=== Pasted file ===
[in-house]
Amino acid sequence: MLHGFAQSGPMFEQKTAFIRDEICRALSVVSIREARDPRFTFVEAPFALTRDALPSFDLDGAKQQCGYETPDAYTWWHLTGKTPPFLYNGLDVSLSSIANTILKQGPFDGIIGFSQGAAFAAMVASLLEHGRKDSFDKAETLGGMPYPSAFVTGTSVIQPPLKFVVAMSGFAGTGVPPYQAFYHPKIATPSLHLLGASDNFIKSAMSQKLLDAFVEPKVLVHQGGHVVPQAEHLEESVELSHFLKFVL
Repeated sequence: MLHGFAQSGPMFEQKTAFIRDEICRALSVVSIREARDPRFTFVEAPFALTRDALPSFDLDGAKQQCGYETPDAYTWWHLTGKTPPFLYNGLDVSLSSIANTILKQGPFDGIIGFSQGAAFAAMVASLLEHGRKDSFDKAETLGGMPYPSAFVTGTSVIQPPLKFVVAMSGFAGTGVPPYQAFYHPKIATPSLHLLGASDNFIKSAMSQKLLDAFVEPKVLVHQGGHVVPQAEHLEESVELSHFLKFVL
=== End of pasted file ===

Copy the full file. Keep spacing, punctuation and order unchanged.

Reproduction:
[in-house]
Amino acid sequence: MLHGFAQSGPMFEQKTAFIRDEICRALSVVSIREARDPRFTFVEAPFALTRDALPSFDLDGAKQQCGYETPDAYTWWHLTGKTPPFLYNGLDVSLSSIANTILKQGPFDGIIGFSQGAAFAAMVASLLEHGRKDSFDKAETLGGMPYPSAFVTGTSVIQPPLKFVVAMSGFAGTGVPPYQAFYHPKIATPSLHLLGASDNFIKSAMSQKLLDAFVEPKVLVHQGGHVVPQAEHLEESVELSHFLKFVL
Repeated sequence: MLHGFAQSGPMFEQKTAFIRDEICRALSVVSIREARDPRFTFVEAPFALTRDALPSFDLDGAKQQCGYETPDAYTWWHLTGKTPPFLYNGLDVSLSSIANTILKQGPFDGIIGFSQGAAFAAMVASLLEHGRKDSFDKAETLGGMPYPSAFVTGTSVIQPPLKFVVAMSGFAGTGVPPYQAFYHPKIATPSLHLLGASDNFIKSAMSQKLLDAFVEPKVLVHQGGHVVPQAEHLEESVELSHFLKFVL